Figure 2: Brain cortex of mice showing hyperglycemia-induced neurodegeneration. (a): Control showing normal structure of brain cortex, (b): effect of glucose injection, some nerve cells appear with small sizes accompanied with perineural vacuolation. (c): Effect of cyclosporine A injected with glucose showing reduced number of degenerated neurons with very little perineural vacuolation H and E, ×400

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  Discussion Top

Our present ultrastructural study, utilizing electron microscope and α-amylase, has substantiated that previously detected intramitochondrial granules are in fact glycogen, as the enzyme α-amylase dissolved these granules.[10] Since distribution of glucose into the brain is independent of insulin, glucose entry into this organ is increased during hyperglycemia, making brain vulnerable to overload of glucose supply.[19] Glucose penetration across the astrocyte plasma membrane is also independent of insulin.[20] In parallel, it has been recommended that a huge part of accessible glucose is temporarily converted to glycogen.[21] Therefore, it could be argued that the observed intramitochondrial glycogen granules in this model are a result of excess intracellular glucose. This indicates a specific key role of excess intracellular glucose in causing this phenomenon. A similar intramitochondrial granules were observed in few different cell types, for example, myocardium of patients with congenital heart disease,[22] cerebella,[23] and substantia nigra [24] of homozygous Gunn rats and cardiac muscle of postnormothermic cardiac arrest.[25] However, no study examined the involvement of hyperglycemia in such phenomenon or noticed abnormal morphology of mitochondria-containing glycogen granules. Furthermore, no experiments investigated brain cortex or hippocampus in this context.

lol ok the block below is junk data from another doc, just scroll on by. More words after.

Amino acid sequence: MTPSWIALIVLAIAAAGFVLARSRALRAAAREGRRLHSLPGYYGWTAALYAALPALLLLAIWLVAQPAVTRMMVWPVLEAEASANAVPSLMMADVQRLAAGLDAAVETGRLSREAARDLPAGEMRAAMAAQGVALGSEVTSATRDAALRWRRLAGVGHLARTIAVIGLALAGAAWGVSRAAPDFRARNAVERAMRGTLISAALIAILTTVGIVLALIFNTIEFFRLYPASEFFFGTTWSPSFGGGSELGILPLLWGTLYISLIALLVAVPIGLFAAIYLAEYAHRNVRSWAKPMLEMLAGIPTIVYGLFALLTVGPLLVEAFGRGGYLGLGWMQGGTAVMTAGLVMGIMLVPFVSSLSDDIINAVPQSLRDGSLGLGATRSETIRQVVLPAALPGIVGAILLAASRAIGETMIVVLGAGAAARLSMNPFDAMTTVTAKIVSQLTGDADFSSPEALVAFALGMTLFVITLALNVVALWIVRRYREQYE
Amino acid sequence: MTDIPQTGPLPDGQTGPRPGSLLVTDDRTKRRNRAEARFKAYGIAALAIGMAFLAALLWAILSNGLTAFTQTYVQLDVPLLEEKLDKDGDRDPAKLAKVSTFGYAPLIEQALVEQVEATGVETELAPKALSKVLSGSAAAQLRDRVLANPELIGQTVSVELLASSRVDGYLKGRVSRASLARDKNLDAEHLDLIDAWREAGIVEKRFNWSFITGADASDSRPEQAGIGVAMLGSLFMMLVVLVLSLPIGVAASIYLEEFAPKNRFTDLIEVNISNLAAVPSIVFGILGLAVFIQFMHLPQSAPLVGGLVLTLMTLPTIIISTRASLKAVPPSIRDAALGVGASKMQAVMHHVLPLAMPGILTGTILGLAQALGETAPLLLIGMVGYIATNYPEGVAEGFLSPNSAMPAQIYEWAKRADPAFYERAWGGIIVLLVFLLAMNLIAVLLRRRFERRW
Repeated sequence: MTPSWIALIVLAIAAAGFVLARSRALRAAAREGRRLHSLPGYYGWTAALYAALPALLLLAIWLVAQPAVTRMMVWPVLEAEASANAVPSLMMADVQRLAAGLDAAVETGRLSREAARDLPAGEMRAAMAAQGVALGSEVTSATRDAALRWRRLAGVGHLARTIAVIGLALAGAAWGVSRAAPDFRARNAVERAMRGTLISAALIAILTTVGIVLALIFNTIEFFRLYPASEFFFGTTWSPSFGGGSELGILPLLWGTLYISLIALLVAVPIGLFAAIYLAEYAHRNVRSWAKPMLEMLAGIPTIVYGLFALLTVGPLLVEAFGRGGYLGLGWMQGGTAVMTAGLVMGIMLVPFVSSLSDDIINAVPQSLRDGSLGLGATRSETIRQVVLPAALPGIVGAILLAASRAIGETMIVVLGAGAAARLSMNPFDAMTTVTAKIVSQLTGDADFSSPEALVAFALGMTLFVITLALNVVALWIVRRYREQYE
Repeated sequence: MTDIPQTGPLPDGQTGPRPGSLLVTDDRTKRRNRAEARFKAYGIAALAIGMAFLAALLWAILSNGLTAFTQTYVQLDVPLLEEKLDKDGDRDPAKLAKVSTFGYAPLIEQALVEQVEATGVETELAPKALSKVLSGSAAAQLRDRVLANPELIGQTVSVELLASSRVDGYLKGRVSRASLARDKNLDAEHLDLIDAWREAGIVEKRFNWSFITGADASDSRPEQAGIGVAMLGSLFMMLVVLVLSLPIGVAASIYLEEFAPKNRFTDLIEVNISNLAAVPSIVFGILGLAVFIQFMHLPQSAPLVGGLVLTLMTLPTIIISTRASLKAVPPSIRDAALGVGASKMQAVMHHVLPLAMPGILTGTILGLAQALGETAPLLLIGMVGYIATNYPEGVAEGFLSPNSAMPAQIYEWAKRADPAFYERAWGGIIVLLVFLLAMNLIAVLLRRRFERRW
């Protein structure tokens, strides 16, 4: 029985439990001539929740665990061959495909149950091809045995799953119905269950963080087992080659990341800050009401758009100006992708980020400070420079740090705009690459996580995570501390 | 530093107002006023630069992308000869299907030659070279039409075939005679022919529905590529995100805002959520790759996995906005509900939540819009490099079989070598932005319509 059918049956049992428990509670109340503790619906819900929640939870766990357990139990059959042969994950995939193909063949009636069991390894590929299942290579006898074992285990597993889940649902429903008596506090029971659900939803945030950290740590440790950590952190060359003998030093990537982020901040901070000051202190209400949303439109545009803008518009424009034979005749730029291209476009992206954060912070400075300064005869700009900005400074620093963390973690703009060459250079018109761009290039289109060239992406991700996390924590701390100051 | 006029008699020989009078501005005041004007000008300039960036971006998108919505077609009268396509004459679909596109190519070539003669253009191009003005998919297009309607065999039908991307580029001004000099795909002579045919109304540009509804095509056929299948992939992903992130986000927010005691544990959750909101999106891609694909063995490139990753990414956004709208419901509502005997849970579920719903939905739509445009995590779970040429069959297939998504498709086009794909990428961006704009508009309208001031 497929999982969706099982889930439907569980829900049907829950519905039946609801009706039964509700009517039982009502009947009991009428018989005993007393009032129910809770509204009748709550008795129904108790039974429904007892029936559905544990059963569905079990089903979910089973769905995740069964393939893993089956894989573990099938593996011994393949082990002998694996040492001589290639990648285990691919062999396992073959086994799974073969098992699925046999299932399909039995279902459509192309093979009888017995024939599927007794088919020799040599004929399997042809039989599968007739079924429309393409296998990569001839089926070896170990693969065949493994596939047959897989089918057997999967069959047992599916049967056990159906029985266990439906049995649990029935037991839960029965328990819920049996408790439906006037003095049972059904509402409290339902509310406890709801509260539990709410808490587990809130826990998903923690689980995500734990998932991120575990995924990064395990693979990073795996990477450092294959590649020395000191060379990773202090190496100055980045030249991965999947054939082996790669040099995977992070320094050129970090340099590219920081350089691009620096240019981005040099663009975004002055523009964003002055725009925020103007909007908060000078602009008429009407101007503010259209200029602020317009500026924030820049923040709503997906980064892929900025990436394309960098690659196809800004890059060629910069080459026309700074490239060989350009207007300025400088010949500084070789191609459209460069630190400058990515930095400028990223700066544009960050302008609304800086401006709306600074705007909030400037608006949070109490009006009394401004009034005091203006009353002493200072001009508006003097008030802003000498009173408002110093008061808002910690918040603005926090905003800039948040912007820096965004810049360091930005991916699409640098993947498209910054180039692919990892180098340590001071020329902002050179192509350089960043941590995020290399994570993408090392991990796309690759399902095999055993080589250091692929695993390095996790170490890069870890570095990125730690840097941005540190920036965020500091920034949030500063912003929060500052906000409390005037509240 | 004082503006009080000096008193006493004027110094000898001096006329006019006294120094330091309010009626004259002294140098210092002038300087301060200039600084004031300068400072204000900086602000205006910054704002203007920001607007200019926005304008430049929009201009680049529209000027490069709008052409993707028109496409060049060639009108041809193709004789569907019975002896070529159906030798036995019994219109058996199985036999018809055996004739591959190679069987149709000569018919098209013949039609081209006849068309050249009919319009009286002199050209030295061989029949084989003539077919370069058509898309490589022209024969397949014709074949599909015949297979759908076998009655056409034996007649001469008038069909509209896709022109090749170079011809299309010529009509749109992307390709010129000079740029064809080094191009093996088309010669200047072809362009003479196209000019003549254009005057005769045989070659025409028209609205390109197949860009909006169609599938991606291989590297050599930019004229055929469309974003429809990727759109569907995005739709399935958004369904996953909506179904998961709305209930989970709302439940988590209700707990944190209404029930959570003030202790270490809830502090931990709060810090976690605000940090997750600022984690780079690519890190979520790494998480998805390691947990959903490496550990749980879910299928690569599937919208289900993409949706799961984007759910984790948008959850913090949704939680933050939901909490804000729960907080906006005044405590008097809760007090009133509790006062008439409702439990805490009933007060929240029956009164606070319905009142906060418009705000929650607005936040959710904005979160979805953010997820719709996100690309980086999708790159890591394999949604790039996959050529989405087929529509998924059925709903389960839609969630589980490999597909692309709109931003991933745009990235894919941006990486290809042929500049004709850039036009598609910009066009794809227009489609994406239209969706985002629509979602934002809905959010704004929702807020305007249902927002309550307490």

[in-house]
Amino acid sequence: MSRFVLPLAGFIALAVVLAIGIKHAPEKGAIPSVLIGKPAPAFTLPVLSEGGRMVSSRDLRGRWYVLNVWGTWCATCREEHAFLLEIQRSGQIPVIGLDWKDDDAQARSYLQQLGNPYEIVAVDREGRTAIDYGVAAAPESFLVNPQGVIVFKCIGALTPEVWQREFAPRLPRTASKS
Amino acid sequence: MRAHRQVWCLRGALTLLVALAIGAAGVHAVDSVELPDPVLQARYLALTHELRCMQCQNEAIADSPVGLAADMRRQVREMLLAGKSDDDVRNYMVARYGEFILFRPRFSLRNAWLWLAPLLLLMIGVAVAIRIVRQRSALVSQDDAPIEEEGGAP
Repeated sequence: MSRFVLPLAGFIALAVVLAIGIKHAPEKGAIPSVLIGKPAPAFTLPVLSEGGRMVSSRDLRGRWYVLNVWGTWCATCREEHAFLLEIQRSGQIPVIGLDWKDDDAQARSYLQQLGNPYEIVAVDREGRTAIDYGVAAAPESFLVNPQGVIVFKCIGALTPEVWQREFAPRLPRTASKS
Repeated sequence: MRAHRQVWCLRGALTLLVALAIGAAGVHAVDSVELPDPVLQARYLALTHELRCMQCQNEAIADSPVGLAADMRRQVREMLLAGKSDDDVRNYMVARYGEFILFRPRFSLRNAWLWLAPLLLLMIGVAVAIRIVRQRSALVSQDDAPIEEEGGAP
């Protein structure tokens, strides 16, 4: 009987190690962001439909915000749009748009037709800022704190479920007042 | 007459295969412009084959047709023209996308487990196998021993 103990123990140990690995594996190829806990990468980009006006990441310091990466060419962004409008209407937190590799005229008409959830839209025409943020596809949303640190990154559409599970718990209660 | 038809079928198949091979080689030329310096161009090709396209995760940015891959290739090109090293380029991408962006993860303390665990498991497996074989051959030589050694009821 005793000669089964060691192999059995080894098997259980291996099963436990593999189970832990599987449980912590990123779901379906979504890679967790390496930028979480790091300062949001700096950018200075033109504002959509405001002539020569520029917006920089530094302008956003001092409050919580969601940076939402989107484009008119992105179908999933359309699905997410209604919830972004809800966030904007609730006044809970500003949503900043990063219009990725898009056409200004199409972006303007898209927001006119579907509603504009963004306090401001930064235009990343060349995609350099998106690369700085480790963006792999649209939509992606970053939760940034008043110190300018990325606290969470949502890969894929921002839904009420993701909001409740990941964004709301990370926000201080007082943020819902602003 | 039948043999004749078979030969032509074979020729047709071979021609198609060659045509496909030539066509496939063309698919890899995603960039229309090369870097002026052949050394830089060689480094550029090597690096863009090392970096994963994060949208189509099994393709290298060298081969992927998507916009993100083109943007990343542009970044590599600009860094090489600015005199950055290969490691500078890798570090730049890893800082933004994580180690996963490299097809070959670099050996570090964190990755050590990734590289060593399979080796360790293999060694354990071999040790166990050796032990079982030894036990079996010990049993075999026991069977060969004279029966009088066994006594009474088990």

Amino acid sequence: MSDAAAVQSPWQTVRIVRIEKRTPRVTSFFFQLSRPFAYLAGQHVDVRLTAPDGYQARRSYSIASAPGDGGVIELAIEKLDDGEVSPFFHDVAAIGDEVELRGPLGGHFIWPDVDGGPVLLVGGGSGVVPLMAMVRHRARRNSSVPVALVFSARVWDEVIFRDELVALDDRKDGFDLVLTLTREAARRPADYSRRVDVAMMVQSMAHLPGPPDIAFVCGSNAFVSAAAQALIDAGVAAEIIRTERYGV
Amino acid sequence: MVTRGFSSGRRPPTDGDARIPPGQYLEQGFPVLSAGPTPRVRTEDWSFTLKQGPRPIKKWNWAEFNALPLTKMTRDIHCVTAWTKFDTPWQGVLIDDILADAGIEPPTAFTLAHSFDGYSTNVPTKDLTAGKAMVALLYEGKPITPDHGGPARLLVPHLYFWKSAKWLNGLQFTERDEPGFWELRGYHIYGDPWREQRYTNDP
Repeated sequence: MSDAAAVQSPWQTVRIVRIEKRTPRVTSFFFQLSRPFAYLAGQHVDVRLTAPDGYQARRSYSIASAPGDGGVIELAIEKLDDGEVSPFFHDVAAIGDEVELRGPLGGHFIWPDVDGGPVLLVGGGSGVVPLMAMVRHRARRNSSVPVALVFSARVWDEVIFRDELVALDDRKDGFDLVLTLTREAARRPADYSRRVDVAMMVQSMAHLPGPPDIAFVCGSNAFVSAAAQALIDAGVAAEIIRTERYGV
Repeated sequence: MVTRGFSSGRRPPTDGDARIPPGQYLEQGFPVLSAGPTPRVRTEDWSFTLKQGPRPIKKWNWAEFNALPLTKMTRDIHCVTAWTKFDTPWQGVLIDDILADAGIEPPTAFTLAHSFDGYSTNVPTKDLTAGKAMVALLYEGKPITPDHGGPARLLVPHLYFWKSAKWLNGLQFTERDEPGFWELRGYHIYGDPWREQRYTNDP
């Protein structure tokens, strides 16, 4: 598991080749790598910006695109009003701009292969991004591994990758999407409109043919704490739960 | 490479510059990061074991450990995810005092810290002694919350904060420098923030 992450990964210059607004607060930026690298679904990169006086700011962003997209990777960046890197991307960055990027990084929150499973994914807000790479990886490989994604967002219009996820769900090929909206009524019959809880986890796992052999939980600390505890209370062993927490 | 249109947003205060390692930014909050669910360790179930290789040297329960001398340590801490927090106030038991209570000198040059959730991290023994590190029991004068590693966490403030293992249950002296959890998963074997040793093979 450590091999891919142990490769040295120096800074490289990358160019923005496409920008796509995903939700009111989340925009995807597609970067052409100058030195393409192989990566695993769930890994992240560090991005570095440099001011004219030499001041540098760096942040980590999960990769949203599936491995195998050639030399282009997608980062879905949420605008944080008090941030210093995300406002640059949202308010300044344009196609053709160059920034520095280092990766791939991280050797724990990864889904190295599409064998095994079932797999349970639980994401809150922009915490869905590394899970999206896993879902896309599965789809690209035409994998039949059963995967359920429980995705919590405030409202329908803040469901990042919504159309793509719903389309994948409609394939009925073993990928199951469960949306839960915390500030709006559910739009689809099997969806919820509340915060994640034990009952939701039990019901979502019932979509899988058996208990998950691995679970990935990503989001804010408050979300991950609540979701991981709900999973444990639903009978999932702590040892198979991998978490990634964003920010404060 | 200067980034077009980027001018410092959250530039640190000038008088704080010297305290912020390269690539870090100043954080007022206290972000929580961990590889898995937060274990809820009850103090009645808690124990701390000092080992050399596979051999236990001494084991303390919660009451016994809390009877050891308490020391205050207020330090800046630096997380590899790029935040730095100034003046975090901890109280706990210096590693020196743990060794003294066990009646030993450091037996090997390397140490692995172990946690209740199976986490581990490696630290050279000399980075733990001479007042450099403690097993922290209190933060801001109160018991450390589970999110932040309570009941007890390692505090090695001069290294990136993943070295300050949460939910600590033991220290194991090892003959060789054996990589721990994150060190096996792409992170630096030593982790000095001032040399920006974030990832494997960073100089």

A large body of evidence showed that mitochondrial dysfunction appears very early in the course of the NDD and acts causally in their pathogenesis.[14],[26] Interestingly, our histological studies of the same samples demonstrated a significant morphological alteration in the brain cortex of mouse treated with high doses of glucose. This is the first in vivo study to assess the histology of brain cortex of mouse that received high doses of glucose.

To determine the mechanism of our findings, we evaluated the potential contribution of MPTP (mitochondrial megachannel), and glycogen granules in the mechanism of hyperglycemia-induced intramitochondrial glycogen granules (HIMG), utilizing cyclosporine A. Cyclosporine A is known to specifically block activation of mitochondrial megachannels, thus preventing the release of proapoptotic cytochrome c from mitochondria to cytoplasm and hence prohibiting cell death.[27] In our study, this agent given in the dose of 50 mg/kg IP which is sufficient to pass through blood-brain barrier [28] inhibited occurrences of glycogen inside mitochondria of cerebral cortex, the abnormal pathological changes of this organelle, and the histopathological changes of brain cortex of these animals. These results confirm our previous hypothesis that elevation of intracellular glucose concentrations may defect the integrity of mitochondrial membranes. This in turn could facilitate glucose and cytoplasmic enzymes to enter the mitochondria which leads to synthesis of glycogen.[10] Our results are in line with current experiments that implicate diabetes-induced rising of intracellular glucose concentrations in brain mitochondrial dysfunction.[7]

  Conclusions Top

Taken together, the results obtained in this study indicate that HIMG can lead to cytotoxicity in brain cells. We postulate this as a key novel molecular pathway through which hyperglycemia may induce dysfunction of brain mitochondria, most likely leading to NDD, and might serve as a new therapeutic strategy for these diseases. To the best of our knowledge, this is the first report demonstrating HIMG as a cytotoxic molecular mechanism in mouse model.


We thank Prof. Dr. A. Teleman from German Cancer Research Center for valuable comments regarding quantification of the ultrastructurally changed mitochondria that contain glycogen granules.

Dr. Mohd Alaraj is the guarantor of this work and, as such, had full access to all the data in the study and takes responsibility for the integrity of the data and the accuracy of the data analysis.

Financial support and sponsorship

This work was financially supported by University of Hail under research no 2013/9.

Conflicts of interest

There are no conflicts of interest.

  References Top

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  [Figure 1], [Figure 2]